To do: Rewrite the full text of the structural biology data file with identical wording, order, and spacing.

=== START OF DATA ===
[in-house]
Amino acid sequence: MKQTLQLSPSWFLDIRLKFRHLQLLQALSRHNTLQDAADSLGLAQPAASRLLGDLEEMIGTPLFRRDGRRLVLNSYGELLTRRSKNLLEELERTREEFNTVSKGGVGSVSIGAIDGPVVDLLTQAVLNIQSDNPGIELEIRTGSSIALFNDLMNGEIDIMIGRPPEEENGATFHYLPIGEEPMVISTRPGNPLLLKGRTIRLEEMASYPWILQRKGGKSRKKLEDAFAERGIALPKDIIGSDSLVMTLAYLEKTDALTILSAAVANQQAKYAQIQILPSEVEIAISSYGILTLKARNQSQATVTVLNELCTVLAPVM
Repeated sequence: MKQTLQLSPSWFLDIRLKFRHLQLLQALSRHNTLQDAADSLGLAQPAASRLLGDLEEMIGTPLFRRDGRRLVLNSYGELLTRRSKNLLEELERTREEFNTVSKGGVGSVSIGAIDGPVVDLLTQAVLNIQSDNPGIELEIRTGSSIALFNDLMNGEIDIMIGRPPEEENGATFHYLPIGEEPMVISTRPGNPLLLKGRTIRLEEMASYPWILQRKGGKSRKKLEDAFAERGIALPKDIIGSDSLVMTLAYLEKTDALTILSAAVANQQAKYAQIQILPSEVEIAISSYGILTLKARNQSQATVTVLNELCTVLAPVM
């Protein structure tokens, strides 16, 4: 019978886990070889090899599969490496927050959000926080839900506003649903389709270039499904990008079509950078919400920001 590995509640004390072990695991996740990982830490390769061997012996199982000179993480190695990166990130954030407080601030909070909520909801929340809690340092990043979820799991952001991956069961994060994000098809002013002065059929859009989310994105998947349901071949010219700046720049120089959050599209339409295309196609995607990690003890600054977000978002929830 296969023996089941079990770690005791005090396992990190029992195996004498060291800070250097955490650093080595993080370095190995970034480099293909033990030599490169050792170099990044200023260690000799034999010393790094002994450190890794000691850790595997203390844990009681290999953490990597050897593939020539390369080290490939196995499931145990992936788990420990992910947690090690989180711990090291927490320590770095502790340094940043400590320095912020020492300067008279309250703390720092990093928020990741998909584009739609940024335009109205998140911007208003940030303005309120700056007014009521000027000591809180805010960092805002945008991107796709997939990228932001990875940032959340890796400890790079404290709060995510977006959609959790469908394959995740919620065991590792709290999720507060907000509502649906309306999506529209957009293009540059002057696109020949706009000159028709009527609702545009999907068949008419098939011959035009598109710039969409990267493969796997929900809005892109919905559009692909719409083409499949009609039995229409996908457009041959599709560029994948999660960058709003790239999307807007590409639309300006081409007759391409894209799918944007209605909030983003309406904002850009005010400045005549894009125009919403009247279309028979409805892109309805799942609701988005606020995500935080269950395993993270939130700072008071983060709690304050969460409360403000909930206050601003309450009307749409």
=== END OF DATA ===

[in-house]
Amino acid sequence: MKQTLQLSPSWFLDIRLKFRHLQLLQALSRHNTLQDAADSLGLAQPAASRLLGDLEEMIGTPLFRRDGRRLVLNSYGELLTRRSKNLLEELERTREEFNTVSKGGVGSVSIGAIDGPVVDLLTQAVLNIQSDNPGIELEIRTGSSIALFNDLMNGEIDIMIGRPPEEENGATFHYLPIGEEPMVISTRPGNPLLLKGRTIRLEEMASYPWILQRKGGKSRKKLEDAFAERGIALPKDIIGSDSLVMTLAYLEKTDALTILSAAVANQQAKYAQIQILPSEVEIAISSYGILTLKARNQSQATVTVLNELCTVLAPVM
Repeated sequence: MKQTLQLSPSWFLDIRLKFRHLQLLQALSRHNTLQDAADSLGLAQPAASRLLGDLEEMIGTPLFRRDGRRLVLNSYGELLTRRSKNLLEELERTREEFNTVSKGGVGSVSIGAIDGPVVDLLTQAVLNIQSDNPGIELEIRTGSSIALFNDLMNGEIDIMIGRPPEEENGATFHYLPIGEEPMVISTRPGNPLLLKGRTIRLEEMASYPWILQRKGGKSRKKLEDAFAERGIALPKDIIGSDSLVMTLAYLEKTDALTILSAAVANQQAKYAQIQILPSEVEIAISSYGILTLKARNQSQATVTVLNELCTVLAPVM
């Protein structure tokens, strides 16, 4: 019978886990070889090899599969490496927050959000926080839900506003649903389709270039499904990008079509950078919400920001 590995509640004390072990695991996740990982830490390769061997012996199982000179993480190695990166990130954030407080601030909070909520909801929340809690340092990043979820799991952001991956069961994060994000098809002013002065059929859009989310994105998947349901071949010219700046720049120089959050599209339409295309196609995607990690003890600054977000978002929830 296969023996089941079990770690005791005090396992990190029992195996004498060291800070250097955490650093080595993080370095190995970034480099293909033990030599490169050792170099990044200023260690000799034999010393790094002994450190890794000691850790595997203390844990009681290999953490990597050897593939020539390369080290490939196995499931145990992936788990420990992910947690090690989180711990090291927490320590770095502790340094940043400590320095912020020492300067008279309250703390720092990093928020990741998909584009739609940024335009109205998140911007208003940030303005309120700056007014009521000027000591809180805010960092805002945008991107796709997939990228932001990875940032959340890796400890790079404290709060995510977006959609959790469908394959995740919620065991590792709290999720507060907000509502649906309306999506529209957009293009540059002057696109020949706009000159028709009527609702545009999907068949008419098939011959035009598109710039969409990267493969796997929900809005892109919905559009692909719409083409499949009609039995229409996908457009041959599709560029994948999660960058709003790239999307807007590409639309300006081409007759391409894209799918944007209605909030983003309406904002850009005010400045005549894009125009919403009247279309028979409805892109309805799942609701988005606020995500935080269950395993993270939130700072008071983060709690304050969460409360403000909930206050601003309450009307749409």